Friday, April 17, 2015

What it Would Take

If you believe in catastrophic anthropogenic global warming it's a reasonably safe assumption that you think those who don't are at best benighted and at worst a danger to humanity, deserving at the very least society's reproach and ridicule and maybe even imprisonment. You are probably perplexed at how otherwise intelligent people can be so obdurate when it comes to this issue. What would it take, you may wonder, to convince the skeptics that we are headed for eco-catastrophe, which, after all, we must be because Al Gore says so.

Well, Robert Tracinski at The Federalist offers a detailed response to just that question. He prefaces his answer with this:
Recently, Reason‘s Ronald Bailey asked what it would take to convince conservatives and libertarians that global warming is real. If generally rising temperatures, decreasing diurnal temperature differences, melting glacial and sea ice, smaller snow extent, stronger rainstorms, and warming oceans are not enough to persuade you that man-made climate [change] is occurring, what evidence would be?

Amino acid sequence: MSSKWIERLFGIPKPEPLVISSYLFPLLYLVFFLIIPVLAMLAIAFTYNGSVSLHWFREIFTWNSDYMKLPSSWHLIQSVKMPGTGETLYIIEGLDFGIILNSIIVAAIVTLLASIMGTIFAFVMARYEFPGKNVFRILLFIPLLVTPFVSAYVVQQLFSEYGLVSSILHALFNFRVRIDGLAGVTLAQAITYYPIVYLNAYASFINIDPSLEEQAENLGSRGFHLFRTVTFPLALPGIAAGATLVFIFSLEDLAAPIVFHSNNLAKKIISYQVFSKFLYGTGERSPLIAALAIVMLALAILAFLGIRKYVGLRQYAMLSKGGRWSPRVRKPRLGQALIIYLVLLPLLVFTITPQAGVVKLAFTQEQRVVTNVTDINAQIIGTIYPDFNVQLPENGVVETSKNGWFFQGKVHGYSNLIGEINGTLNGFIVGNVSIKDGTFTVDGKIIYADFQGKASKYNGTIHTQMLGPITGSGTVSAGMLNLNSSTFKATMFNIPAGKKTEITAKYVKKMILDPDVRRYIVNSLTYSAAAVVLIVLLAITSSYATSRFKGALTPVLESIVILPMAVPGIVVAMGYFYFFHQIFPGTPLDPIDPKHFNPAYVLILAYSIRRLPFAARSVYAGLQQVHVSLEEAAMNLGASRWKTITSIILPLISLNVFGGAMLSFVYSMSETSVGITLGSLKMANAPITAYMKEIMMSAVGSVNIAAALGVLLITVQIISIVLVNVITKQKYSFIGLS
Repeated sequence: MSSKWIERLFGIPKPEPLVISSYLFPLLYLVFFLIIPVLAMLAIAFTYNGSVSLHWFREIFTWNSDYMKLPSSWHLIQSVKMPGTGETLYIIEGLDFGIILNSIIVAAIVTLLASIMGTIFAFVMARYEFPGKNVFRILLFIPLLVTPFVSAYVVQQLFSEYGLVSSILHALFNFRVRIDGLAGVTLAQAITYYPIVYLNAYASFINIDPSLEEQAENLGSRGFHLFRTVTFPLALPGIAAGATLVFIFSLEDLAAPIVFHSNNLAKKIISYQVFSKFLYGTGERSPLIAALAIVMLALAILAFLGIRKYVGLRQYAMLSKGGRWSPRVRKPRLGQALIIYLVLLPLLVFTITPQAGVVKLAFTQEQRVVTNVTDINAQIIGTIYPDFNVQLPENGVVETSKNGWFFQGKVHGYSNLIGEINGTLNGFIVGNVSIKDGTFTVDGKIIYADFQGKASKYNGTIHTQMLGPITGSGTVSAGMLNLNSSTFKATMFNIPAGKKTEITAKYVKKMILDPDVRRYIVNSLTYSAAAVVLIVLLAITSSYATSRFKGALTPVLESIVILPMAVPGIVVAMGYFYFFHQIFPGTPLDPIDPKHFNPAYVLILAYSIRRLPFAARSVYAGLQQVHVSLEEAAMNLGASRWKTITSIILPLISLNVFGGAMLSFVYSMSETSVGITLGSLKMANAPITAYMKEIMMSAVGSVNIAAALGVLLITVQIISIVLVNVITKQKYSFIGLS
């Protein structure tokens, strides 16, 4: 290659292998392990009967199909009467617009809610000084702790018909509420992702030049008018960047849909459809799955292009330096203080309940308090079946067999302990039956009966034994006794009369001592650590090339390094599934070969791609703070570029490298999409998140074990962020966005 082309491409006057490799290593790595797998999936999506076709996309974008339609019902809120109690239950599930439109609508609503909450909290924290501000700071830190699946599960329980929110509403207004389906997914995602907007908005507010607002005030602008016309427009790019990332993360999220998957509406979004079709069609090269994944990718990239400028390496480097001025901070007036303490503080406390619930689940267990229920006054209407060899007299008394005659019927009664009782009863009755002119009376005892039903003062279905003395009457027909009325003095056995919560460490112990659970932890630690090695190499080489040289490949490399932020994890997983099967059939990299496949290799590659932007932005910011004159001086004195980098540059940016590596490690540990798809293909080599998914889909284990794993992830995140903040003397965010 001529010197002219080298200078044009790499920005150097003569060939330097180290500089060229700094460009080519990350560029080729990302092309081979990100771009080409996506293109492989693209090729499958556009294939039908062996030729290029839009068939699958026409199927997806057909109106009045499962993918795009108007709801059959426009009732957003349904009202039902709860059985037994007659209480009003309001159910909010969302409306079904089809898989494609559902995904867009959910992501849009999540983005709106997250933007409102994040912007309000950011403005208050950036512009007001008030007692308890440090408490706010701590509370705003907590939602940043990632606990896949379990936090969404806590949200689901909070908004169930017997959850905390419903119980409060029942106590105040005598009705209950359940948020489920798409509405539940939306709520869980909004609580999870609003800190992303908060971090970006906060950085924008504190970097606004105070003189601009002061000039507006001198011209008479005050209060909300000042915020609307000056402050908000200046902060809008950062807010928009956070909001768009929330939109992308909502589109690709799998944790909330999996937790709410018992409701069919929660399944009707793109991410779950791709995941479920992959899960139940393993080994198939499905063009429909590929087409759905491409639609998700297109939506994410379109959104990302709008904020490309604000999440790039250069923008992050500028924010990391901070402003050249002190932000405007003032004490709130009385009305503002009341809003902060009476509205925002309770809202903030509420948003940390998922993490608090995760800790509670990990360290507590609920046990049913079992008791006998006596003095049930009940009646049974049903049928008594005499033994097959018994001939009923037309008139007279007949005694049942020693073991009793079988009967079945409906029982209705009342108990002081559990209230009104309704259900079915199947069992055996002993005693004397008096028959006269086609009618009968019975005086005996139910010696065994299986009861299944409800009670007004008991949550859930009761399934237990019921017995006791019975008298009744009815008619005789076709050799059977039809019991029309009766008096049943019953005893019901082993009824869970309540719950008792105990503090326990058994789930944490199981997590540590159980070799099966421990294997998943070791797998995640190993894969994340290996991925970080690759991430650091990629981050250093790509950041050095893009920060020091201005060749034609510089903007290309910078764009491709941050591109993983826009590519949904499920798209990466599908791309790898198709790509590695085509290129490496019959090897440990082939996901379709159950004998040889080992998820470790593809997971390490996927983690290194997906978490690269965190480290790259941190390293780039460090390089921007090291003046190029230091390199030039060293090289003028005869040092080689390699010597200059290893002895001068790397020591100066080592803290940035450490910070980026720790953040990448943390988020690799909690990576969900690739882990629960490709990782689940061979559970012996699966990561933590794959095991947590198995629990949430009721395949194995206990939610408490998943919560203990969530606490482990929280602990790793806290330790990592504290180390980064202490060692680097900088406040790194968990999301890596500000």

This has since been picked up by Jonathan Adler at the Washington Post‘s token right-leaning blog, the Volokh Conspiracy. There’s no pressure: Bailey and Adler merely insinuate that you are “obscurantist”—that is, you hate new knowledge—if you don’t agree.

That, by the way — the smug insistence of global warming alarmists on presenting themselves as the embodiment of scientific knowledge as such — is one of the reasons I stopped taking them seriously. In fact, I have thought about what it would take to convince me global warming is real. And it’s pretty clear that Bailey has not thought about it.
After a brief elaboration on the unfortunate shortcomings exhibited by Messers Bailey and Adler, Tracinski lays out what it would take to convince him that global warming or climate change is real, anthropogenic (caused by humans), and catastrophic. Needless to say, the current state of both rhetoric and evidence falls far short of a rigorous demonstration: